Microsoft springs hologram headset surprise, but it's a long way to reality
Microsoft Corp surprised the tech world on Wednesday with a prototype hologram visor that can bring the Minecraft video game, Skype calls and even the landscape of Mars to three-dimensional life.gadgets Updated: Jan 22, 2015 12:36 IST
Microsoft Corp surprised the tech world on Wednesday with a prototype hologram visor that can bring the Minecraft video game, Skype calls and even the landscape of Mars to three-dimensional life.
The ageing tech pioneer, which long ago lost the mantle of the world's most inventive company, is making a bold play to regain that title in the face of stiff competition from Google Inc and Apple Inc.
With HoloLens Microsoft hopes to bring the digital world into the physical world.
Virtual or enhanced reality is the next frontier in computing interaction, with Facebook Inc focusing on its Oculus virtual reality headset and Google working on its Glass project.
Microsoft said its wire-free Microsoft HoloLens device will be available around the same time as Windows 10 this autumn. Industry analysts were broadly excited at the prospect, but skeptical that it could produce a working model at a mass-market price that soon.
"That was kind of a 'Oh wow!' moment," said Mike Silver, an analyst at Gartner who tried out the prototype on Wednesday. "You would expect to see a relatively high-priced model this year or next year, then maybe it'll take another couple of years to bring it down to a more affordable level."
In a real world application demo, Microsoft tried to exhibit the functioning of Skype through HoloLens to get guided technical assistance.
Microsoft does not have a stellar record of bringing ground-breaking technology to life. Its Kinect motion-sensing game device caused an initial stir but never gripped the popular imagination.
The company showed off a crude test version of the visor - essentially jerry-rigged wires and cameras pulled over the head - to reporters and industry analysts at a gathering at its headquarters near Seattle.
It did not allow any photographs or video of the experience, but put some images on its website.
Microsoft has been working on the top-secret project for a few years, and showed off a number of scenarios: manipulating virtual objects that can be sent to a 3D printer, creating a Minecraft-like game environment in a room and letting users point to objects on the other end of the line in a Skype video call.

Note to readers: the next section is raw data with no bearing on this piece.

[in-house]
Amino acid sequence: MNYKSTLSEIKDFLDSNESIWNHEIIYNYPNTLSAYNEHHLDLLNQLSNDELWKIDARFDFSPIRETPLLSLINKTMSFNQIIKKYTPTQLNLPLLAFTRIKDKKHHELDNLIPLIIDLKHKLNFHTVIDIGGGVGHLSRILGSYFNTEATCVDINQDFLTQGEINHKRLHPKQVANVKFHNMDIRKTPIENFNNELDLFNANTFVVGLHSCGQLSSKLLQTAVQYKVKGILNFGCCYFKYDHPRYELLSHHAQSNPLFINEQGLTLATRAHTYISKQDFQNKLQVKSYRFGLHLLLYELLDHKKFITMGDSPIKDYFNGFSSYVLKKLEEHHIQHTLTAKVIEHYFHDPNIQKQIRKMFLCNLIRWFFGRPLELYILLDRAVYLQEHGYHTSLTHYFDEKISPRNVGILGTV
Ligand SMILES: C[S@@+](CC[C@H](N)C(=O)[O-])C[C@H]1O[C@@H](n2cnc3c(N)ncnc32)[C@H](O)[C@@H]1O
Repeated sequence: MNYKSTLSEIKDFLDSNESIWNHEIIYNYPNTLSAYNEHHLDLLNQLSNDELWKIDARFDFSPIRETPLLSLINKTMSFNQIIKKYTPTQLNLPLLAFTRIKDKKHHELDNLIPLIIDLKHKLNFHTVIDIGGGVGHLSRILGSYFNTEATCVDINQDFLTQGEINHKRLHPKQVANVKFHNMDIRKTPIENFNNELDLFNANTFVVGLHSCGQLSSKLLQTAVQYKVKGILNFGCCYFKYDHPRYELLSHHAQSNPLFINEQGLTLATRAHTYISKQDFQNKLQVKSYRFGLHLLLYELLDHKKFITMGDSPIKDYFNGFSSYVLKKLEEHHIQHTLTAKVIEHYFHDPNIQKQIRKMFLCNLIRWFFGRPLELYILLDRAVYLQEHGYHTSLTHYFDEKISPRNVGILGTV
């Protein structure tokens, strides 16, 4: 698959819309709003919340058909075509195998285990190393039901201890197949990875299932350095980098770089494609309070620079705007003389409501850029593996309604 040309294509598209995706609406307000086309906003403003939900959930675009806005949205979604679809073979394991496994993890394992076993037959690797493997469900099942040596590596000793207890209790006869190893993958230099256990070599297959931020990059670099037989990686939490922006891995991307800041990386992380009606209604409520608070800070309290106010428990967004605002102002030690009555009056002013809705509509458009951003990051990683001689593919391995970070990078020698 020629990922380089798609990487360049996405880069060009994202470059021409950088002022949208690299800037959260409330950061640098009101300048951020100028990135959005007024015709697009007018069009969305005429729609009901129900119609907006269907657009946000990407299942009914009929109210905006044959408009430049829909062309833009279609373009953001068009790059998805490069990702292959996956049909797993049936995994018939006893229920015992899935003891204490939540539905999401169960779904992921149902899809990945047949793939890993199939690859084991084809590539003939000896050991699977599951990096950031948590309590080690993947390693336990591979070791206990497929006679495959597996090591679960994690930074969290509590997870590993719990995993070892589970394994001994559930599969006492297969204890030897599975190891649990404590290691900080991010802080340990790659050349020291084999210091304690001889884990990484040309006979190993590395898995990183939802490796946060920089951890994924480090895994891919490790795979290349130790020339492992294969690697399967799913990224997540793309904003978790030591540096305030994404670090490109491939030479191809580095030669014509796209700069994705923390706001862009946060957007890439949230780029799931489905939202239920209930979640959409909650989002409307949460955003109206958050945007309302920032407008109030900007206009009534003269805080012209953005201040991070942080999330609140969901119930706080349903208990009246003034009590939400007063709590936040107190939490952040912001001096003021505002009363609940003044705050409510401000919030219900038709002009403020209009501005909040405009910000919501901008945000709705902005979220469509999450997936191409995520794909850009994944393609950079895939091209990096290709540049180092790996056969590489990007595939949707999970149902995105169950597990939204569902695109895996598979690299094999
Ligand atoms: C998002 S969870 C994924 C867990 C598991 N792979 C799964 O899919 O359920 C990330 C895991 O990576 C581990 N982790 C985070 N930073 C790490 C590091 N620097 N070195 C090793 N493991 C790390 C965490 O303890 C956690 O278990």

Most realistically, it demonstrated a lifelike panorama of the surface of Mars gathered from NASA's Curiosity Rover. NASA has already been working with Microsoft to develop software called "OnSight," which will allow scientists on earth to virtually explore and plan experiments on Mars.
"It is incredible and surprised me in how far the state of the art has progressed with holograms. I kept waiting for Princess Leia to appear," said IDC analyst Al Hilwa, referring to the Star Wars character.
"But the future wildcard is whether a significant chunk of the population will be willing to wear such gear. We also have to wait and see what compelling applications emerge and how broadly life-changing they are," he added.
(From left) Microsoft's Joe Belfiore, Alex Kipman, and Terry Myerson playfully pose for a photo while wearing HoloLens devices. (AP Photo)
Industry tracker Forrester predicts that what it refers to as mixed-reality computing will catch on by the year 2020, and include Internet giants Apple and Google weighing in with holographic offerings.
Millions of people will likely buy HoloLens by the end of next year, especially if Microsoft targets entertainment and particularly games who are proven early-adapters of technology, according to Forrester.
"If successful, HoloLens will ultimately expand the way people interact with machines just as the mouse-based interface did in the 1990s, and touch interfaces did after the introduction of the iPhone in 2007," said Forrester analyst James McQuivey.
HoloLens also has the potential to radically improve how firm's operate when it comes to collaborating from afar, training employees, and tending to work outside offices, according to Forrester analyst J.P. Gownder.